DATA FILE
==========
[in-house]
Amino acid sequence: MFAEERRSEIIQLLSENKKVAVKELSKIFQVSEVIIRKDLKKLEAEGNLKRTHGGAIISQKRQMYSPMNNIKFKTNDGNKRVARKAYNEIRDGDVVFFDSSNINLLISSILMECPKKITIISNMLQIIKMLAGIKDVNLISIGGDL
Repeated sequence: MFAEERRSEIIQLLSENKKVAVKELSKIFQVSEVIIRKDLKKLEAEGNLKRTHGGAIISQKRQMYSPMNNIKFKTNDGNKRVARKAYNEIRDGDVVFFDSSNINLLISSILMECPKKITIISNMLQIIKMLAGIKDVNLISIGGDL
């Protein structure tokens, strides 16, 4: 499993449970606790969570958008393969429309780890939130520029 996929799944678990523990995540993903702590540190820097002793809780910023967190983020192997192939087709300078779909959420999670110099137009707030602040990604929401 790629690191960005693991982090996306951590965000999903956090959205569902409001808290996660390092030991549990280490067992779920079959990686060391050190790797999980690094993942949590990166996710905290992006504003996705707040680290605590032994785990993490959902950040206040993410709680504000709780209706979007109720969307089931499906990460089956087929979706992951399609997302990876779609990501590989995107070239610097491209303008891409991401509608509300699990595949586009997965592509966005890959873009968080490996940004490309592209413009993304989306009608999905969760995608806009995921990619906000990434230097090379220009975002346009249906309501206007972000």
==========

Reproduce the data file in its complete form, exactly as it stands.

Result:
[in-house]
Amino acid sequence: MFAEERRSEIIQLLSENKKVAVKELSKIFQVSEVIIRKDLKKLEAEGNLKRTHGGAIISQKRQMYSPMNNIKFKTNDGNKRVARKAYNEIRDGDVVFFDSSNINLLISSILMECPKKITIISNMLQIIKMLAGIKDVNLISIGGDL
Repeated sequence: MFAEERRSEIIQLLSENKKVAVKELSKIFQVSEVIIRKDLKKLEAEGNLKRTHGGAIISQKRQMYSPMNNIKFKTNDGNKRVARKAYNEIRDGDVVFFDSSNINLLISSILMECPKKITIISNMLQIIKMLAGIKDVNLISIGGDL
């Protein structure tokens, strides 16, 4: 499993449970606790969570958008393969429309780890939130520029 996929799944678990523990995540993903702590540190820097002793809780910023967190983020192997192939087709300078779909959420999670110099137009707030602040990604929401 790629690191960005693991982090996306951590965000999903956090959205569902409001808290996660390092030991549990280490067992779920079959990686060391050190790797999980690094993942949590990166996710905290992006504003996705707040680290605590032994785990993490959902950040206040993410709680504000709780209706979007109720969307089931499906990460089956087929979706992951399609997302990876779609990501590989995107070239610097491209303008891409991401509608509300699990595949586009997965592509966005890959873009968080490996940004490309592209413009993304989306009608999905969760995608806009995921990619906000990434230097090379220009975002346009249906309501206007972000």